Hospitalized patients — Certain high risk patients who are in the hospital, either for surgery (especially bone or joint surgery and cancer surgery) or because of a serious medical illness, may be given anticoagulants to decrease the risk of blood clots. Anticoagulants may also be given to women at high risk for venous thrombosis during and after pregnancy. (See 'Deep vein thrombosis risk factors' above.)

In hospitalized patients with a moderate to low risk of blood clots, other preventive measures may be used. For example, some surgical patients are fitted with inflatable compression devices that are worn around the legs during and immediately after surgery and periodically fill with air. These devices apply gentle pressure to improve circulation and help prevent clots.

Graduated compression stockings may also be recommended; these stockings apply pressure to the lower legs, with the greatest pressure at the ankle. The pressure gradually decreases up to the knee. For all patients, walking as soon as possible after surgery can decrease the risk of a blood clot.

Extended travel — Prolonged travel appears to confer a two- to fourfold increase in risk of venous thromboembolism (VTE) [2]. There are a few tips that may be of benefit during extended travel (table 1).


Second thrombosis — Patients being treated for venous thrombosis are at an increased risk for developing another blood clot, although this risk is significantly smaller when an anticoagulant is used. The patient should watch for new leg pain, swelling, and/or redness. If these symptoms occur, the patient should speak to his/her healthcare provider or seek medical attention as soon as possible.

Other symptoms may indicate that a clot in the leg has broken off and traveled to the lung, causing a pulmonary embolism. These may include:

New chest pain with difficulty breathing

A rapid heart rate and/or a feeling of passing out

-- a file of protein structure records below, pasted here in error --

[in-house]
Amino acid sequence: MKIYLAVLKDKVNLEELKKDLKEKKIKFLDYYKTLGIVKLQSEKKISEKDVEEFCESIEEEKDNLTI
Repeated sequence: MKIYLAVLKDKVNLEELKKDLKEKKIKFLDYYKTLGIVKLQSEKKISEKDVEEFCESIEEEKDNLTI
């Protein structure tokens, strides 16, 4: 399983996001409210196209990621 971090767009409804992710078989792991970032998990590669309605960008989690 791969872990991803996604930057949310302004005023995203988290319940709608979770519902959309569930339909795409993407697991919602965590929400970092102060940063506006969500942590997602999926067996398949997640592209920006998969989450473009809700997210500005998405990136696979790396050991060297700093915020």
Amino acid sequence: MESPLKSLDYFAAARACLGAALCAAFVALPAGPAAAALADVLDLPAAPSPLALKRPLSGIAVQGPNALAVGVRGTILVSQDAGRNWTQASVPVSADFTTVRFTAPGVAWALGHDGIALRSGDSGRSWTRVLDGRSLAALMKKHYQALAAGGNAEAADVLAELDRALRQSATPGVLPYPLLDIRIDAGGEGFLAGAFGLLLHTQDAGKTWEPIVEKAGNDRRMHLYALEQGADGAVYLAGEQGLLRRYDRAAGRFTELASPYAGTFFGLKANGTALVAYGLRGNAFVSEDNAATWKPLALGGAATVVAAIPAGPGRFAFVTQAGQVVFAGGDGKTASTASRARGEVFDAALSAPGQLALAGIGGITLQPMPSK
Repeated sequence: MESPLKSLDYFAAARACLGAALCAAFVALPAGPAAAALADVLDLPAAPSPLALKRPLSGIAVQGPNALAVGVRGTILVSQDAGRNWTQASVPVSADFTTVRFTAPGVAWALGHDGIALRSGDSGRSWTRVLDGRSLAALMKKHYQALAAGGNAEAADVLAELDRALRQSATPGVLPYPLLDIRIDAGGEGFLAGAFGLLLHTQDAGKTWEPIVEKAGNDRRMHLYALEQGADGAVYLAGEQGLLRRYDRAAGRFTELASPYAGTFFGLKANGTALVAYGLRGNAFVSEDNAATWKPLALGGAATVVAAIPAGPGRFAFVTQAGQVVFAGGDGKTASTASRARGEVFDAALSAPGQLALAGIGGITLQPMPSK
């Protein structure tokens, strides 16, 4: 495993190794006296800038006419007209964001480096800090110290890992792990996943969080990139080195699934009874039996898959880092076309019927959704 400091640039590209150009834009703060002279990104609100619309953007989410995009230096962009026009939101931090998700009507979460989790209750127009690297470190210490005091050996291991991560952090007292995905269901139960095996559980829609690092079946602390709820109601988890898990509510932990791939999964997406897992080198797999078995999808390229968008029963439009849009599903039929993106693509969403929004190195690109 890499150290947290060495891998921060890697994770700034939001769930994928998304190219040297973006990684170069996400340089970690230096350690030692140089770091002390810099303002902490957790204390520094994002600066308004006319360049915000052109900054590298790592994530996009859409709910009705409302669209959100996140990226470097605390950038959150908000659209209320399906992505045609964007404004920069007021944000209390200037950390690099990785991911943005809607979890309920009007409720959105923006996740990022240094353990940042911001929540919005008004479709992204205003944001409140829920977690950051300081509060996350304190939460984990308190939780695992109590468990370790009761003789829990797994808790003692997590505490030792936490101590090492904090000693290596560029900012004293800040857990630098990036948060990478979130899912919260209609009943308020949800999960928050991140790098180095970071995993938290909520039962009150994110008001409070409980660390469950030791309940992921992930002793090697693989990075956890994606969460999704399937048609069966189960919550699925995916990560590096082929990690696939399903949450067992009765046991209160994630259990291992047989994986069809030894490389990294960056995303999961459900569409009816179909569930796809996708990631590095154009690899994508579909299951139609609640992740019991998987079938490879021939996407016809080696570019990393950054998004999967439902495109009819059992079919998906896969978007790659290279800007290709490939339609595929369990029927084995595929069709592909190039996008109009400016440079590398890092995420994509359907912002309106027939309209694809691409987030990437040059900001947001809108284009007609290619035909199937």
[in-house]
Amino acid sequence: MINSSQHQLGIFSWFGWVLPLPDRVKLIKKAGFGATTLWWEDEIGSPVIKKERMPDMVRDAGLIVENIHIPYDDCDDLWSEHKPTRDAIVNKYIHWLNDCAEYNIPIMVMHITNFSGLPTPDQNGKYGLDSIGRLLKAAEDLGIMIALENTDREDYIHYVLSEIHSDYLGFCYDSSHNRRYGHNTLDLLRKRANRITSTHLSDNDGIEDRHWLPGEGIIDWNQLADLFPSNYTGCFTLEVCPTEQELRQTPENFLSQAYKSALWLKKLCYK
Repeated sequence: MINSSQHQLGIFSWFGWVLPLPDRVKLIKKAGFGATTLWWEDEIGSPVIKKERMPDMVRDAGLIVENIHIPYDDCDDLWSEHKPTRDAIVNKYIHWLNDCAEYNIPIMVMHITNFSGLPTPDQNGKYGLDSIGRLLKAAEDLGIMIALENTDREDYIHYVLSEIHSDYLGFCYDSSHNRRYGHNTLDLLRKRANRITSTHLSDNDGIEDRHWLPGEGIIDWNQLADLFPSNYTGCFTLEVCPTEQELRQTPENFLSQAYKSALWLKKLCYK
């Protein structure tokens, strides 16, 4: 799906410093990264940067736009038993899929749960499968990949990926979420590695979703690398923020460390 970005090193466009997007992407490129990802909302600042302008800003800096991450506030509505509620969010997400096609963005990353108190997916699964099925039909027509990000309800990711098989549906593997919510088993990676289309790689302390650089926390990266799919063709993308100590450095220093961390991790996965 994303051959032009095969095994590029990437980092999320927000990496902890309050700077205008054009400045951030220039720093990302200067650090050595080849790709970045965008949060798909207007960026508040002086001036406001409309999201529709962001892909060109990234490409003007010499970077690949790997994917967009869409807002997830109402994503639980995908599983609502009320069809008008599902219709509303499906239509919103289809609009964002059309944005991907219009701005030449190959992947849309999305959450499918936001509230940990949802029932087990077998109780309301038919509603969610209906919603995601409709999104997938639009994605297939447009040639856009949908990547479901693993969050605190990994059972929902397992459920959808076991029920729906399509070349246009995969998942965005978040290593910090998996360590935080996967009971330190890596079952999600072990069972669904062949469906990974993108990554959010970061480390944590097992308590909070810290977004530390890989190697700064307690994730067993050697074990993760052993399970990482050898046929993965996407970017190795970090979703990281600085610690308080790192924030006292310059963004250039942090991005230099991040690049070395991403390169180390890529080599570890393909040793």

This complication may be life-threatening and requires immediate attention. Emergency medical services are available in most areas of the United States by calling 911.

Bleeding — Anticoagulants such as heparin and warfarin can have serious side effects and should be taken exactly as directed. If a dose is forgotten, the patient should call his/her healthcare provider or clinic for advice. The dose should not be changed to make up for missed doses, unless the provider or clinic directs the patient to do so. Patients should immediately report to the pharmacist or physician if the pill or tablet looks different from the previous bottle. Other precautions are necessary when taking warfarin, and are outlined in a separate topic review. (See "Patient education: Warfarin (Coumadin) (Beyond the Basics)".)

Patients may bleed easily while taking anticoagulants. Bleeding may develop in many areas, such as the nose or gums, excessive menstrual bleeding, bleeding in the urine or feces, bleeding or excessive bruising in the skin, as well as vomiting material that is bright red or dark brown like coffee grounds. In some cases, bleeding can develop inside the body and not be noticed immediately. Bleeding inside the body can cause a person to feel faint, or have pain in the back or abdomen. A healthcare provider should be notified immediately if there is any sign of this problem. A healthcare provider should also be notified immediately if the patient on anticoagulants sustained an injury that could lead to bleeding inside the body.

Wear an alert tag — People who take anticoagulants should wear a bracelet, necklace, or similar alert tag at all times. If medical treatment is required and the person is too ill to explain his/her condition, the tag will alert responders about the patient's use of anticoagulants and risk of excessive bleeding.

The alert tag should list the person's medical conditions, as well as the name and phone number of an emergency contact. One device, Medic Alert, provides a toll-free number that emergency medical workers can call to find out a person's medical history, list of medications, family emergency contact numbers, and healthcare provider names and numbers.

Reduce the risk of bleeding — Some simple modifications can limit the risk of bleeding:

Use a soft bristle toothbrush

Shave with an electric razor rather than a blade

Take care when using scissors or knives

Avoid potentially harmful activities (eg, contact sports)

Use appropriate safety equipment (eg, helmets, padding) during physical activity

Do not take aspirin or other non-steroidal antiinflammatory agents (NSAIDS) (eg, ibuprofen, Advil, Aleve, Motrin, Nuprin) unless directed to do so by a healthcare provider. Other nonprescription pain medications, such as acetaminophen, may be a safe alternative.